Who among the lot in power can the opposition gather to rejoice in its long-dreamt of constitutional and parliamentary victory? The man himself cannot be magnified as he is not only a clear and present danger, but physically capable of continuing to pose a threat for the foreseeable future, despite his immediate surroundings – streets, parliament or prison – notwithstanding .
Besides, it’s also very difficult to find redeeming features that would stick to its sculpted – mostly Teflon – self. The multitude of characters surrounding him are no different.
Take, for example, the MBA portrayed as an “economist” who has finally abandoned the cultured image of the soft-spoken, courteous boy-next-door (of Clifton-Defence). There are the leaders who couldn’t even vote correctly in the senatorial elections, or even the one who is famous for repeating his leader’s claim to bring back hundreds of billions of dollars allegedly hidden in Swiss accounts by the opposition leaders.
There was a time when no Pakistani theatrical performance or film was considered worthy of screening without at least one imported actor’s name in the credits.
The storyline that is currently collapsing on all kinds of screens and stages has several such actors imported from abroad. Whether they stick around for the sequel or return to the carpentry they came out of while the same old writing team revamps the plot remains to be seen.
However, for a play destined to enter as a “classic” in the history of the theater of the absurd, they are even unsuitable for cameo appearances.
In the folklore of old, it was not only the king, the viziers or the marauders of the neighboring countries but the court jokes, the Kazithe saltthe poet, and the Sufi refusing to bow to imperial power that deserved to be mentioned.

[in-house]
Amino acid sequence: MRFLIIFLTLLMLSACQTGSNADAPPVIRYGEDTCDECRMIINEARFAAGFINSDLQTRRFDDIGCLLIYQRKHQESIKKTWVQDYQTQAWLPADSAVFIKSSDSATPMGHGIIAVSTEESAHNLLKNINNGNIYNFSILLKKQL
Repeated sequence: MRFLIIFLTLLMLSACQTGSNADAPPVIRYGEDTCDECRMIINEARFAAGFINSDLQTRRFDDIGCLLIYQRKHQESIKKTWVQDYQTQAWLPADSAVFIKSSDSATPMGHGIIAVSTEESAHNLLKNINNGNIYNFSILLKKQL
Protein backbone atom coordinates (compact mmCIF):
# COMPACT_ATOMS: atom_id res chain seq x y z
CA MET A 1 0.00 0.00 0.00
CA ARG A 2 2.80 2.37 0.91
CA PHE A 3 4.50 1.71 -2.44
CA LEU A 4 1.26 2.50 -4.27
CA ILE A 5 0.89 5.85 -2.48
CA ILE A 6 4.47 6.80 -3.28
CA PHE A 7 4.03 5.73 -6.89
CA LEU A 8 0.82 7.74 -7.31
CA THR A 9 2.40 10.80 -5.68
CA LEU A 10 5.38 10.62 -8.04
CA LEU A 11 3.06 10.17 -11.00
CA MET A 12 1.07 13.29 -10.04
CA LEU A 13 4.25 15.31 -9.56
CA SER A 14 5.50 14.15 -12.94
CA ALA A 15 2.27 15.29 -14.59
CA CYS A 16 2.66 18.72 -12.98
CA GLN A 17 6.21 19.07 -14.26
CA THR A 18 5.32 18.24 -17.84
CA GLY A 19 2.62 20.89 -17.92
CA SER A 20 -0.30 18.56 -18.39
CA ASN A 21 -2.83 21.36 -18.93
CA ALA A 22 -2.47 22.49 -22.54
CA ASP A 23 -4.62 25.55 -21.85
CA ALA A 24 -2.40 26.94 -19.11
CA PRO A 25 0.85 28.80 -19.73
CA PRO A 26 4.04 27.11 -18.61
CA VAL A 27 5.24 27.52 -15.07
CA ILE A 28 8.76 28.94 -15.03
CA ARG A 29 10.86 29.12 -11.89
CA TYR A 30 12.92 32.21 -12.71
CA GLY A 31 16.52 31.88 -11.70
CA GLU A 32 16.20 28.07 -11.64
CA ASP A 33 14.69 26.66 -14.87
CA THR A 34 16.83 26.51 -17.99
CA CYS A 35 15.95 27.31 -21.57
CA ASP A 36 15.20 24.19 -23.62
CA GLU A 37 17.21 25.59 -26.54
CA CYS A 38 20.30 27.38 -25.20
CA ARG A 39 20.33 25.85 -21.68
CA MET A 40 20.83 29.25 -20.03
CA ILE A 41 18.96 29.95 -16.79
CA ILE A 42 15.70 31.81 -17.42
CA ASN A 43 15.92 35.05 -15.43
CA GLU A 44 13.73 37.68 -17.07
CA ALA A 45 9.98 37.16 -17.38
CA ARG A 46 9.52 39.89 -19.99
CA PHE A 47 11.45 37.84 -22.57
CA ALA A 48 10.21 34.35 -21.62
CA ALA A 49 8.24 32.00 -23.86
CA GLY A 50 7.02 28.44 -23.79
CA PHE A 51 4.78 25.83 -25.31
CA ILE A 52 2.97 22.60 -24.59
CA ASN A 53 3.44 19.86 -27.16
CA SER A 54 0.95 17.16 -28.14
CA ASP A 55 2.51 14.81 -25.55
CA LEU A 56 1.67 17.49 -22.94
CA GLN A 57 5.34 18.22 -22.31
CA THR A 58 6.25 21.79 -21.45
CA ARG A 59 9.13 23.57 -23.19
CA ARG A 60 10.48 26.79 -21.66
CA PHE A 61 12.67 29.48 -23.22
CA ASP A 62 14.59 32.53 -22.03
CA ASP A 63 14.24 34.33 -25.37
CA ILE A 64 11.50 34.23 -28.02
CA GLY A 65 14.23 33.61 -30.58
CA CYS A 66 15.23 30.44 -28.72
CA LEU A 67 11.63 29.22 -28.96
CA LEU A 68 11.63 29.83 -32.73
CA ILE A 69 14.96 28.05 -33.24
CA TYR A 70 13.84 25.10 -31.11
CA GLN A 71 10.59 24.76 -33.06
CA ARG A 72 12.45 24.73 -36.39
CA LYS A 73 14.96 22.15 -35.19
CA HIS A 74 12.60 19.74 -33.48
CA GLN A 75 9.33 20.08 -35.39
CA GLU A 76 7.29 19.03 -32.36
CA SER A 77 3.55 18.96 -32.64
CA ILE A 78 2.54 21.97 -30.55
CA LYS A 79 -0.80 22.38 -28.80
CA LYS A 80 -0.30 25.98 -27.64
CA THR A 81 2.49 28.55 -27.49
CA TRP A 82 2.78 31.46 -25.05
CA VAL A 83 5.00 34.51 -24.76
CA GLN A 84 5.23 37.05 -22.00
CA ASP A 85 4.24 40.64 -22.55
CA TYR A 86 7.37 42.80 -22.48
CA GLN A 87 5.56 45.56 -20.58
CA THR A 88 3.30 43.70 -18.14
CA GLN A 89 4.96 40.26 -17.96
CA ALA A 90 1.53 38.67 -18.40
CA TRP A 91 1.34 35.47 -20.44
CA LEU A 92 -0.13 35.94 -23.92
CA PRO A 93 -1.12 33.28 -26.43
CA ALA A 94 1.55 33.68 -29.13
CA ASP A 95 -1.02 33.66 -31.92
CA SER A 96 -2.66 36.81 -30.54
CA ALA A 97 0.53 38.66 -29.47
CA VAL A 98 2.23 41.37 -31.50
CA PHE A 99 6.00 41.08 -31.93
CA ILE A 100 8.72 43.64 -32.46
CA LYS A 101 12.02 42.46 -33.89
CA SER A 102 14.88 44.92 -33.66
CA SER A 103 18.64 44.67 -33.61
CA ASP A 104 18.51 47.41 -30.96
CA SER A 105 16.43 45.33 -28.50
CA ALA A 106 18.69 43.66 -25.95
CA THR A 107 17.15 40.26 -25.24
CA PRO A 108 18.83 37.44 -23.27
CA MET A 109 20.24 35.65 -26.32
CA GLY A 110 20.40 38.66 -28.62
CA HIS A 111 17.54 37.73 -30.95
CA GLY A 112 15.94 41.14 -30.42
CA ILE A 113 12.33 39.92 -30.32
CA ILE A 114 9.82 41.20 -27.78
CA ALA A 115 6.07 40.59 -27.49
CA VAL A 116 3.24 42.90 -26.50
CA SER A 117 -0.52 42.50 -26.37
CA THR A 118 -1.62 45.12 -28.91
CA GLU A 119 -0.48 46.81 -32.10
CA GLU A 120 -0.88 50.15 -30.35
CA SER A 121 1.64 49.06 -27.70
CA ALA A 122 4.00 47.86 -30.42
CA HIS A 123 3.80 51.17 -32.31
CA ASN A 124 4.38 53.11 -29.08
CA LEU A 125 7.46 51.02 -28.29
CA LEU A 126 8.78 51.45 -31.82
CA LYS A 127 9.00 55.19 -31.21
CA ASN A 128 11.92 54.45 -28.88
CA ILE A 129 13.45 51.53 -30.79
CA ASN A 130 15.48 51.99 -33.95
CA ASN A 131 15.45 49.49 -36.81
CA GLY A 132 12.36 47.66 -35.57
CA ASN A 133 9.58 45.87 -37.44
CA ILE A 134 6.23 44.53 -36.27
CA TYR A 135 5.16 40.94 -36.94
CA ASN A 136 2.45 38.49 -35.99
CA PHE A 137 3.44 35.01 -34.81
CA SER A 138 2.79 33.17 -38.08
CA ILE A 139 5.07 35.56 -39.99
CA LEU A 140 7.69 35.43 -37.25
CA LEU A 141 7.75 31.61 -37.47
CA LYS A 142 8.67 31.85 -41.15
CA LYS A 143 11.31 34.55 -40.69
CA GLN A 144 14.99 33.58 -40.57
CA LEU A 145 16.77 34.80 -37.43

In the current epic, alas!
Infamy is the only section of story hell that awaits them all.
After World War II, a commission was formed by the US government to independently assess the damage caused by Allied bombing over Germany against the Air Force’s own self-assessment .
In his book, “Name-Dropping”, the famous economist and diplomat John Galbraith recounts his experience as a member of this commission. In one such episode, he managed to bring in a fighter pilot from the recently won war to witness the interrogation of Nazi leaders. The pilot, Galbraith recalls, came back on the verge of tears, his only refrain being, “Who would have thought we were fighting the greatest war in history against this bunch of motherfuckers?”
Although we don’t have many historians worth their salt, it is hoped that future generations will find out what happened in the last seven decades from more credible sources than officially sanctioned textbooks to realize that millions have been made to fight pitched battles against each other for a sad bunch of sustained winners and sore losers?
Back to “we the people” and if any responsibility can be attributed to them for the situation? Some believe that people only get the leaders they deserve. Others strongly disagree and argue that people only get the leaders the system allows to emerge. The jury on this, among a myriad of other issues, is out.